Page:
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The Moscow metro, illustration by Isabelle Kori

It’s hard to know where to begin when talking about my four months in Moscow. My experience living there was so different to anything else and anywhere else I had lived before that sometimes it feels difficult to put it into words that will do it justice. While I can’t speak for anyone else and the ongoing diplomatic and political tensions between the UK and the Russian Federation certainly leave much to be desired, what I can sincerely say and share with everyone is that my time in Russia was a dream. In fact, looking back on it now with a few months of hindsight, I felt more like a character in a book, like I was living out the ultimate fantasy, instead of a real person in real life.

Moscow has an undeniable charm. Its atmosphere and architecture are something that simply cannot be reproduced. A fair number of western and central European cities and villages have a similitude to them that means when passing through, it makes it hard to distinguish one from the other. Moscow is different. There is something standardised about it: everything is very neat and practical and it’s clear that every building has a preordained function that it carries out with a purpose – we probably have the Soviet Union to thank. But this regularity is in no way detaching nor dehumanising. With Moscow being the first real capital of Russia as well as the reinstated one after the fall of the Russian Empire, it’s an inherently Slavic city. And so, as a fellow Slav (half-Slovak), Moscow with its authentic Slavic spirit engendered the kind of warm and fuzzy feeling I only get when seeing my mum again after a long period of separation. In other words, stepping outside for the first time to wander the Moscow streets and neighbourhoods felt a lot like returning home.

But that’s not to say that there weren’t some things that I had to adjust to. The roads, for example, were terrifyingly wide with about four lanes in each direction, so every time I attempted to cross the street, I would inevitably break out in a nervous sweat out of fear that even though I clearly had the right to walk I would end up as roadkill. This feeling only really started to go away after two months, and after I realised that there were often underground pedestrian tunnels you could take to get to the other side free from vehicular confrontation. Such tunnels can usually be spotted thanks to some mauve-coloured marble that looks a lot like a three-sided box on the pavement. Alternatively, metro stations often have a similar underground passage that can be used without needing to enter the actual station or platform itself.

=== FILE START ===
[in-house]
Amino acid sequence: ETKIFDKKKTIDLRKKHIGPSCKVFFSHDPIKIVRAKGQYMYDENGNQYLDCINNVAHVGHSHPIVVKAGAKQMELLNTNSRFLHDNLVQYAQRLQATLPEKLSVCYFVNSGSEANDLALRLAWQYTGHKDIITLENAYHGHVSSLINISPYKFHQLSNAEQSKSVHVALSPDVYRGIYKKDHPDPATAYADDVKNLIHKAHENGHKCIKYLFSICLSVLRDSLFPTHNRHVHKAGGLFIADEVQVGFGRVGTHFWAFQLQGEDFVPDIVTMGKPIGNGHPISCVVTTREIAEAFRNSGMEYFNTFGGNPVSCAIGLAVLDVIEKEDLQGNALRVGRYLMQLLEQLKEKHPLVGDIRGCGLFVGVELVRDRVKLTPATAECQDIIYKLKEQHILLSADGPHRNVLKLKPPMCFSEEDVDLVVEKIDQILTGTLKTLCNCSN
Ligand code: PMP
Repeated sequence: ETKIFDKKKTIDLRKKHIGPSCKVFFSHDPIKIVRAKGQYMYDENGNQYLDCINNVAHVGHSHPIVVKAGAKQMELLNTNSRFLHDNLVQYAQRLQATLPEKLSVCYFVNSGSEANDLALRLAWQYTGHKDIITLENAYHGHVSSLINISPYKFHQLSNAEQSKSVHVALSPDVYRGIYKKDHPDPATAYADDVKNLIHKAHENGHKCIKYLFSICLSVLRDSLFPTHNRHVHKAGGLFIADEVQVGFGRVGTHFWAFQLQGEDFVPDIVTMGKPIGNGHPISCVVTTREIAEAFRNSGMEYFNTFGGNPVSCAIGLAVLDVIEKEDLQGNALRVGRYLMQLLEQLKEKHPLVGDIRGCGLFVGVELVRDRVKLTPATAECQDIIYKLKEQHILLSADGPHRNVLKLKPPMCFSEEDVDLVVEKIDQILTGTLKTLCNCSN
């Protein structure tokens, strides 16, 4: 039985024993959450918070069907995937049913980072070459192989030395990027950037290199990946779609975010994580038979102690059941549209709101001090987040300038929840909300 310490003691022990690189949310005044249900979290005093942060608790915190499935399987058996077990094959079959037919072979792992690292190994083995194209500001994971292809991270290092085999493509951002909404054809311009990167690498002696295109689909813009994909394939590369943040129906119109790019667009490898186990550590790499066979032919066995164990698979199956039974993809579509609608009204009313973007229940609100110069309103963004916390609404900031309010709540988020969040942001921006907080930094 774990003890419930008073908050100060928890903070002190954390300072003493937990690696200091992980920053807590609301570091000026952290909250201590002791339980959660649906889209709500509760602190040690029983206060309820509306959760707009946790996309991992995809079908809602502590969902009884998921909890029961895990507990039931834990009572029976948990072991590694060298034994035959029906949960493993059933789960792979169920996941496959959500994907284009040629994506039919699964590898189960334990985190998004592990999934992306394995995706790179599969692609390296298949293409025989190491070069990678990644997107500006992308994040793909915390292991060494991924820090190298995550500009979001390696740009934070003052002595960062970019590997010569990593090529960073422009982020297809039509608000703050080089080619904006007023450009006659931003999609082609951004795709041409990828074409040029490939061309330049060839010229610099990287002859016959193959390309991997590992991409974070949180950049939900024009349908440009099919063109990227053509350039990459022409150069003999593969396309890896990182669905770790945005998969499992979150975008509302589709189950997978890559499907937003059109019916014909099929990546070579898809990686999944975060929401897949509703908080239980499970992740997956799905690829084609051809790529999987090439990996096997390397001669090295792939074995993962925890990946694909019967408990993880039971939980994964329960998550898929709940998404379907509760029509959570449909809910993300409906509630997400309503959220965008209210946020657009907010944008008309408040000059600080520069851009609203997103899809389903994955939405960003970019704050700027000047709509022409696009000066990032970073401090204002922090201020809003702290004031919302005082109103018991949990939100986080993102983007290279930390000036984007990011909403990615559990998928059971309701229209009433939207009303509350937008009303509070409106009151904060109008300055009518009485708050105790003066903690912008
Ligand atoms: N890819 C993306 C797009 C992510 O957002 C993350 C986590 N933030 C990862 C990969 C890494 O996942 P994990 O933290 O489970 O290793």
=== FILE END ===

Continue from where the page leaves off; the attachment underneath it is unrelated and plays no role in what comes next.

A rather more positive thing I adapted to was the Moscow metro. There aren’t enough adjectives that are synonyms of ‘beautiful’ that can fully capture my love for it; the Moscow metro truly is beautiful in all senses of the word. It is simply glorious: the facades of some stations resembled opera houses or theatres instead of an underground; the bronze or cast-iron names of each station were fixed to the walls, sometimes marble, of the trains’ tunnel; chandeliers or grandiose lamps illuminate the platforms; colourful mosaics, paintings and statues welcome you in and wave you goodbye as you board the train. And I’ve only covered the aesthetic beauty. Trains arrive constantly one after the other (I maintain it’s impossible to be late in Moscow), markers on the platform floor indicate which carriages are less likely to be packed… Finally, not only is there excellent service both at the platform and inside the trains, but all the carriages come equipped with charging outlets and free WiFi.

Every journey around Moscow was impressive to say the least. Not only because of the kilometre-long escalators that carry you out into the light of day, nor the wide streets, but the very ambiance of Moscow itself demonstrated an acute awareness of its historical and national importance. It was perfectly normal to see Soviet-style murals painted on the side of buildings, as much as it was to always have at least one Orthodox church in your line of vision wherever you found yourself. And in fact, this proved to be an advantage of the massive roads: when combined with the distinctive colours and spires of orthodox churches, the imposing height of repurposed Soviet skyscrapers, and the grandeur of beloved landmarks, it meant that from certain regions, it was possible to see clearly all the way across to the other side of central Moscow. The Moskva River was certainly an aid to this end, with its clear waters that would capture the sun setting over the reflection of music halls on the opposite bank.

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Patriarch Ponds in August